In the early Christian preaching, Jesus was given numerous titles: Son of God (Acts 13:33; Rom. 1:3–4), Lord (Luke 24:34; Acts 2:36; 10:36; Rom. 1:4; 10:9; Phil. 2:11), Christ or Messiah (Acts 2:36, 38; 3:18, 20; 4:10; 10:36; Rom. 1:4; Phil. 2:11; 2 Tim. 2:8), Savior (Acts 5:31; 13:23), Prince (Acts 5:31) and the Holy and Righteous One (Acts 3:14; cf. 2:27; 13:35). Concerning his essential nature, he was even called God (Phil. 2:6).

Most of these facts are reported in early Christian creeds and actually predate the writing of the New Testament. Others are virtually unanimously accepted by critical scholars, usually because of these creeds and other early historical data. It should be pointed out that these latter, critical facts were not accepted in this chapter simply because the critics also accept them, but because they are established by the facts, such as by the creeds that we investigated in this chapter and by the work of careful historical methodology.^87 Thus, critical scholars should not object to this data, since it is both validated by their methods and accepted by their cohorts.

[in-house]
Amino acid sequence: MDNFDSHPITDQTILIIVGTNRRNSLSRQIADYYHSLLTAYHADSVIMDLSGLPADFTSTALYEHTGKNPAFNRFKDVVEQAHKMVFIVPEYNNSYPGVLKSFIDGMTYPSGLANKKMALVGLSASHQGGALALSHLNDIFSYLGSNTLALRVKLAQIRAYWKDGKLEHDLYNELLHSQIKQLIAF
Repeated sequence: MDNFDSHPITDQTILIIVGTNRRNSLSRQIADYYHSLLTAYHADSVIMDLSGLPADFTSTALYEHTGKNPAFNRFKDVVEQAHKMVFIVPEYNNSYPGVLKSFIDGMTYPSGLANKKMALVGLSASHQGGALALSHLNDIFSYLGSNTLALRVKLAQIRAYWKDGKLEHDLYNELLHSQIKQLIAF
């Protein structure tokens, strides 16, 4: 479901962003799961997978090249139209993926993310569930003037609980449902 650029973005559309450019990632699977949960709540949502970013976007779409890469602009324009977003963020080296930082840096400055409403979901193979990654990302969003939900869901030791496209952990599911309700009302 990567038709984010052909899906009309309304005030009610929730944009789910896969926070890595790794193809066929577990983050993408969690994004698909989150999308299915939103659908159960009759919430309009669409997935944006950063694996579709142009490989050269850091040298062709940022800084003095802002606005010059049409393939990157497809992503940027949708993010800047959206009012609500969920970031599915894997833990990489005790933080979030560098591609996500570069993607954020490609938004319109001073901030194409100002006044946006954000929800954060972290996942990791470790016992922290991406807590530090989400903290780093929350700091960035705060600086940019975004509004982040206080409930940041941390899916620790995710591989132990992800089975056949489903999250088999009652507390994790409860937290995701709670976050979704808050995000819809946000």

Summary and Conclusion

This chapter has presented perhaps our strongest category of evidence, especially for the death and resurrection of Jesus. Admittedly, the amount of material concerning the life and ministry of Jesus before his death was not overwhelming. However, when we enter the “passion week” of Jesus’ life prior to his crucifixion and afterwards, the situation changes drastically.

The strength of the testimony for Jesus’ death and resurrection comes from several facets of the evidence. First, the material in this chapter was quite early. These early Christian traditions predate the writing of the New Testament and hence give us our earliest look at data dealing with the life of Jesus. In the case of 1 Corinthians 15:3ff. and the Acts creeds (along with a few other examples), this material dates within a few years of the actual events. This is not disputed by the critical community.